Is It Okay to Spank?
Cause and the effect
Despite the fervor of anti-spanking experts, the scientific evidence that spanking does cause behavioral trouble later in life is thin. While spanking has been associated with a wide range of negative effects, such as increased aggression, decreased self-control, and adolescent depression, the studies can't prove that these effects were caused by spanking. For instance, it may be that aggressive kids with poor self-control get spanked more because their behavior makes their parents angrier. Or it might be that aggressive parents with poor self-control spank more and are also more likely to pass on to their kids genes linked to aggression and poor self-control.
And many of the studies tend not to differentiate between parents who spank frequently and forcefully and those who do so occasionally and moderately. So results get lumped together, with different definitions of "spanking" carrying the same weight.
Such studies only prove that nothing was proved, say Diana Baumrind, Ph.D., of the University of California, Berkeley, and Robert Larzelere, at the University of Nebraska Medical Center, in Omaha, both of whom have been critical of the wide-ranging conclusions reached by many studies of physical punishment. Baumrind, in fact, has conducted research suggesting that "moderate" spanking has no effect on kids' well-being.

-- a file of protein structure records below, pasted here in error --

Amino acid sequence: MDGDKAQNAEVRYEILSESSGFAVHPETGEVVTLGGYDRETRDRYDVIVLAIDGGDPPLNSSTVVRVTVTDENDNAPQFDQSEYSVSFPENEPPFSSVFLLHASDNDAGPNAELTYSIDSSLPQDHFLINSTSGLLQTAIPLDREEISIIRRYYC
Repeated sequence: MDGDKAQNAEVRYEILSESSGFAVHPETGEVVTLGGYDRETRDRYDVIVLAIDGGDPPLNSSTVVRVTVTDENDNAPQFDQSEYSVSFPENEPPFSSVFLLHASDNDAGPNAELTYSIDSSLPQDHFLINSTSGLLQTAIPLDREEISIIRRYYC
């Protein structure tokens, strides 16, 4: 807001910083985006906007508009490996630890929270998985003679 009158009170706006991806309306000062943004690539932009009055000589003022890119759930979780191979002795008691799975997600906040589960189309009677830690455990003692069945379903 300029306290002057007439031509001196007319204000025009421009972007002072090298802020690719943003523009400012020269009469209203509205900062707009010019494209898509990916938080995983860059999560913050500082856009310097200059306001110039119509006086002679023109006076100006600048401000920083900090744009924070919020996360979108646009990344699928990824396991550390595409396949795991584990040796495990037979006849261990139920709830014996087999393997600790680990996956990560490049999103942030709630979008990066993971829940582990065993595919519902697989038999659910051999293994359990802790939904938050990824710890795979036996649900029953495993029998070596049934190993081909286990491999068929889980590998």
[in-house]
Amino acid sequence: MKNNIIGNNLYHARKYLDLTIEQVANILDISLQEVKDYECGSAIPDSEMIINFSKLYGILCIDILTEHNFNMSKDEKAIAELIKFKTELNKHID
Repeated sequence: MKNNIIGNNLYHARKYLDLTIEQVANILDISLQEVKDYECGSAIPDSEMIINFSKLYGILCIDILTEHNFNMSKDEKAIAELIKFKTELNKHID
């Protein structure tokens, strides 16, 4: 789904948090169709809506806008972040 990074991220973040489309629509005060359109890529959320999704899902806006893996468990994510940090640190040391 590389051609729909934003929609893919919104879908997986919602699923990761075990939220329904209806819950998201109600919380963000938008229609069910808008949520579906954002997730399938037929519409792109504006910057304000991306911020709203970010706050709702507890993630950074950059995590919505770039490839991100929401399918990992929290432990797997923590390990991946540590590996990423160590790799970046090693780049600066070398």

This is just white noise for anti-spanking advocates, who declare that there's more at stake than just hypotheses about long-term damage. Besides the moral concerns, there's the important matter of the relationship between parent and kids. A mother who hits her child could be fundamentally changing her relationship with that child, irrevocably lowering herself in her child's eyes.
Some moms who've spanked their children agree -- not necessarily that spanking was bad for their kids, but that it was bad for them and how they wanted to relate to their kids. Christina Vercelletto, a mother of three in Babylon, New York, doubts the results are worth the guilt. "The other night, I was trying to get my seven-year-old son to brush his teeth. For fifteen minutes he ran in and out of the bathroom, filled the sink with water 'just in case he needed it,' kept rinsing the toothpaste off his brush because it wasn't just the right-size blob. When he knocked the soap dish into the toilet reaching for the toothpaste yet again, I smacked him. He cried. I cried. And I spent the next hour kissing him while reading a shelf full of extra bedtime stories to ease my regret."
A necessary evil?
So if hard numbers can't prove that spanking is good or bad or safe or dangerous, perhaps it's not a data issue to begin with. The question of whether spanking works, or is safe, is beside the point. Maybe the question should be "Is it really, absolutely necessary?" And, given the moral Pandora's box that it unlocks, the less fraught options at your disposal for addressing childish misbehavior, and the fact that your child is watching, waiting, and learning from your decision, the answer seems clearly to just be no.